Jaipur Hosts 4th Edition of Recommerce Sustainable Clothing and Textile Recycling Conference


On Wednesday, October 19, the capital of Rajasthan, Jaipur, saw the successful culmination of the 4th edition of the Recommerce Sustainable Clothing and Textile Recycling conference. The event was held at the Radisson Blu Hotel with guest of honor Roop Rashi, Textile Commissioner of the Government of India, and began with the lighting of the lamp at 10 a.m.

Venkat Reddy Patil, CEO and Founder of Recommerce, addressed the assembly to welcome them and introduced delegates and attendees to Recommerce’s goal of empowering businesses by raising awareness of different areas of waste management. . He also thanked Greenwaves Environmental Solutions for supporting Recommerce in organizing the event, GSCS. Patil also thanked Recommerce media partners Yarn Bazaar, Textile Value Chain, TexFash, Incubees and GoaChronicle, among others.

The event kicked off with the first speaker, Dr. Vivek S Agrawal, President of ICWM, who addressed the topic “Standardization and Formulation of Textile Recycling Industries in India”. Dr Agrawal focused on the fact that nowadays everyone is focusing on plastic waste; but in reality, the emerging threat is textile waste, which does not concern us yet. He added that we should start paying attention to factors such as the speed of the consumer era and the emergence of fast fashion. It was mentioned that although we have a number of rules for solid waste and plastic waste, no such rules or standards have been established so far for the management of textile waste, which should mainly be focus on the three Rs of sustainability – Reduce, Reuse and Recycle. .

Speaking about the negative impact of textile waste on sustainability and the environment, Dr Agrawal added how globally 92 million tonnes of textile waste is created every year and how textile waste has become a factor major environmental degradation.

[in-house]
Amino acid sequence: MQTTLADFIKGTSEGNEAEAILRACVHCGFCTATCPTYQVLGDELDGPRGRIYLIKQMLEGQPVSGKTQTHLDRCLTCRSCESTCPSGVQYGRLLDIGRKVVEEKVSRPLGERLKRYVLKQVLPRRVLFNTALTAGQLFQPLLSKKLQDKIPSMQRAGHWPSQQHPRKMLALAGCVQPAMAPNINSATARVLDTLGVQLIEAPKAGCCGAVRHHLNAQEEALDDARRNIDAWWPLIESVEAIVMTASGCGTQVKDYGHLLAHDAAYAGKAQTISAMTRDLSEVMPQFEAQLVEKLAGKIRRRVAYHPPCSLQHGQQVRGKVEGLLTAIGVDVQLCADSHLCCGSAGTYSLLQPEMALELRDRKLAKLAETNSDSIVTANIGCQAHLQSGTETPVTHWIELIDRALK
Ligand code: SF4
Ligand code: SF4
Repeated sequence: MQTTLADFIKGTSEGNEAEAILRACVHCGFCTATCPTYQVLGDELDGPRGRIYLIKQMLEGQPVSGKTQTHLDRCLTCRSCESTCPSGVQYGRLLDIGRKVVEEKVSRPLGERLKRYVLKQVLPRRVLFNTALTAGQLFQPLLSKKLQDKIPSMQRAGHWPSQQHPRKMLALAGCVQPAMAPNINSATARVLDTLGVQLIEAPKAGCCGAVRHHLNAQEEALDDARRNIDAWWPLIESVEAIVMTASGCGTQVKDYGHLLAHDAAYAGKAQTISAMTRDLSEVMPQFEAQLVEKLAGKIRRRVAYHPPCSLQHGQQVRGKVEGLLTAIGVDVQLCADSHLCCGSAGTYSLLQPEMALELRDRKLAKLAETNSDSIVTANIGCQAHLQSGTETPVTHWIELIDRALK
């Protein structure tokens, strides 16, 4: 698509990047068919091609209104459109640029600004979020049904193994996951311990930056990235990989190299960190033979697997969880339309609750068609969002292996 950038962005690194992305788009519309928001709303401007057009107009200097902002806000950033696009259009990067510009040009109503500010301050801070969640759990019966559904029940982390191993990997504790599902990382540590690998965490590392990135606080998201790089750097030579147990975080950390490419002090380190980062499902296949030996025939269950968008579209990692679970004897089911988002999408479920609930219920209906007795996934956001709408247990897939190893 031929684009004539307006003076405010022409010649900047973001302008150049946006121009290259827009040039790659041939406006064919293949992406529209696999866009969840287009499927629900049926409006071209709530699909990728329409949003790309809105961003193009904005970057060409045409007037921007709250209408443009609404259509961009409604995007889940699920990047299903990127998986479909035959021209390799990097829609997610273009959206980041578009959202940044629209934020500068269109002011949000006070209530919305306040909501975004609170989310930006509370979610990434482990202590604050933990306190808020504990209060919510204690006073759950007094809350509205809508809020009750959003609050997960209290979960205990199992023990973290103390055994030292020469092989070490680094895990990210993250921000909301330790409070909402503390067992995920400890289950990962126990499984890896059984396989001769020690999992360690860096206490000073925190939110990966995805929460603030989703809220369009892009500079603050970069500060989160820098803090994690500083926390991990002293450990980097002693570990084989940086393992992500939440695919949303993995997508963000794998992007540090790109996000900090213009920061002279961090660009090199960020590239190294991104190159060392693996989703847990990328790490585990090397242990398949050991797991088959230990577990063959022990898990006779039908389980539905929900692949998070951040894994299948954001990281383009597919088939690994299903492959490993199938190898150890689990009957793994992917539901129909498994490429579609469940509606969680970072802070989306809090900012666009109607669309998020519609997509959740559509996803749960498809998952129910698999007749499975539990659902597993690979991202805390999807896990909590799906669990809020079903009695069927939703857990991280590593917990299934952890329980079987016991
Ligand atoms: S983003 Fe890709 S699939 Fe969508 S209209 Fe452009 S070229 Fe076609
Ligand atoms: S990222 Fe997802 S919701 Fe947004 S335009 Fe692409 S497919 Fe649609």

“Textile not only consumes water, but it also degrades our soil; for example, in the cultivation of cotton, the use of pesticides is maximum,” he mentioned. Projecting how the threat may increase further, he revealed that approximately 56 million tons of clothing is purchased globally each year, and that is expected to rise to 93 million tons by 2030 and 160 million tons by 2030. 2050.

Returning to the use of water in the textile industry, the ICWM President added that it takes a lot of water to produce textiles, more land to grow cotton and other fibers, and the global textile and clothing industry is estimated to have used 79 billion cubic meters of water in 2015, while the needs of the whole EU economy amounted to 1123 billion meters cubes in 2018. It was also mentioned how to make a single cotton t-shirt, 2700 liters of fresh water are needed according to estimates, this is enough to meet a person’s alcohol needs for 2.5 years.

“The use of non-renewable raw materials in the textile and clothing sector will reach 300 million tons and the amount of microplastics released into the oceans will reach 22 million by 2050,” said Dr Agrawal.

At the end of his presentation, it was concluded that the potential solutions to the negative impact of textile production and waste can primarily be the three Rs, and that both consumer-based and industry-based solutions are needed. to bring about a change. Spreading the right amount of awareness is another solution to stem the problem, along with promoting sustainable fabrics like khadi. The government must also strengthen its role by taking measures to promote sustainable development and the introduction of environmentally friendly production standards.